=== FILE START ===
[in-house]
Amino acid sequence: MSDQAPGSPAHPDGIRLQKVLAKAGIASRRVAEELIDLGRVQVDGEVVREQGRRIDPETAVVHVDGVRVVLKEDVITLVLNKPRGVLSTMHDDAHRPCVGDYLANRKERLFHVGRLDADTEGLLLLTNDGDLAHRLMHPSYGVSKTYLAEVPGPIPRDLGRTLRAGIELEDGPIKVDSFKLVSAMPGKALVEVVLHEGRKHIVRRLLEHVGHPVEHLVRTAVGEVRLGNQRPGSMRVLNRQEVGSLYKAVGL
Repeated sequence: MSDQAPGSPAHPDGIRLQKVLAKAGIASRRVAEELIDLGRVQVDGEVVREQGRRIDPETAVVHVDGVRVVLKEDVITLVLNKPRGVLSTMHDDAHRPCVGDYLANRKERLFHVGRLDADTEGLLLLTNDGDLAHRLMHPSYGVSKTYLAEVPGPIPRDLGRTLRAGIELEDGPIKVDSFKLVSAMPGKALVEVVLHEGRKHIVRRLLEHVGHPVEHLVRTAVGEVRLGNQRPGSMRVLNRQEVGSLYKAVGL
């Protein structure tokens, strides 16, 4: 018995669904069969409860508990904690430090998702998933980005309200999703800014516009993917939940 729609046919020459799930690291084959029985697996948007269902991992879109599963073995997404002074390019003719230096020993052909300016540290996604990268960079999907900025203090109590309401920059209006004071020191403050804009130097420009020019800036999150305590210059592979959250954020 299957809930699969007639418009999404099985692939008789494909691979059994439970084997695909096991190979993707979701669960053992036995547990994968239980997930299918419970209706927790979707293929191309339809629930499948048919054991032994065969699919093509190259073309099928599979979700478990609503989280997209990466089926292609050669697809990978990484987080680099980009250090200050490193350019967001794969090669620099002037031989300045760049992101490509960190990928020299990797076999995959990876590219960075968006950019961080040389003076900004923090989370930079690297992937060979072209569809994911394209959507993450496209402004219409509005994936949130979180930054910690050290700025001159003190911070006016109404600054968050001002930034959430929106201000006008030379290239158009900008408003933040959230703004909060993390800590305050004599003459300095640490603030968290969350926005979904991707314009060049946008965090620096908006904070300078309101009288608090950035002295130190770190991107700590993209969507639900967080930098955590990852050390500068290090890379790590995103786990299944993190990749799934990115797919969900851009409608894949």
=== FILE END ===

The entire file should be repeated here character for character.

[in-house]
Amino acid sequence: MSDQAPGSPAHPDGIRLQKVLAKAGIASRRVAEELIDLGRVQVDGEVVREQGRRIDPETAVVHVDGVRVVLKEDVITLVLNKPRGVLSTMHDDAHRPCVGDYLANRKERLFHVGRLDADTEGLLLLTNDGDLAHRLMHPSYGVSKTYLAEVPGPIPRDLGRTLRAGIELEDGPIKVDSFKLVSAMPGKALVEVVLHEGRKHIVRRLLEHVGHPVEHLVRTAVGEVRLGNQRPGSMRVLNRQEVGSLYKAVGL
Repeated sequence: MSDQAPGSPAHPDGIRLQKVLAKAGIASRRVAEELIDLGRVQVDGEVVREQGRRIDPETAVVHVDGVRVVLKEDVITLVLNKPRGVLSTMHDDAHRPCVGDYLANRKERLFHVGRLDADTEGLLLLTNDGDLAHRLMHPSYGVSKTYLAEVPGPIPRDLGRTLRAGIELEDGPIKVDSFKLVSAMPGKALVEVVLHEGRKHIVRRLLEHVGHPVEHLVRTAVGEVRLGNQRPGSMRVLNRQEVGSLYKAVGL
């Protein structure tokens, strides 16, 4: 018995669904069969409860508990904690430090998702998933980005309200999703800014516009993917939940 729609046919020459799930690291084959029985697996948007269902991992879109599963073995997404002074390019003719230096020993052909300016540290996604990268960079999907900025203090109590309401920059209006004071020191403050804009130097420009020019800036999150305590210059592979959250954020 299957809930699969007639418009999404099985692939008789494909691979059994439970084997695909096991190979993707979701669960053992036995547990994968239980997930299918419970209706927790979707293929191309339809629930499948048919054991032994065969699919093509190259073309099928599979979700478990609503989280997209990466089926292609050669697809990978990484987080680099980009250090200050490193350019967001794969090669620099002037031989300045760049992101490509960190990928020299990797076999995959990876590219960075968006950019961080040389003076900004923090989370930079690297992937060979072209569809994911394209959507993450496209402004219409509005994936949130979180930054910690050290700025001159003190911070006016109404600054968050001002930034959430929106201000006008030379290239158009900008408003933040959230703004909060993390800590305050004599003459300095640490603030968290969350926005979904991707314009060049946008965090620096908006904070300078309101009288608090950035002295130190770190991107700590993209969507639900967080930098955590990852050390500068290090890379790590995103786990299944993190990749799934990115797919969900851009409608894949």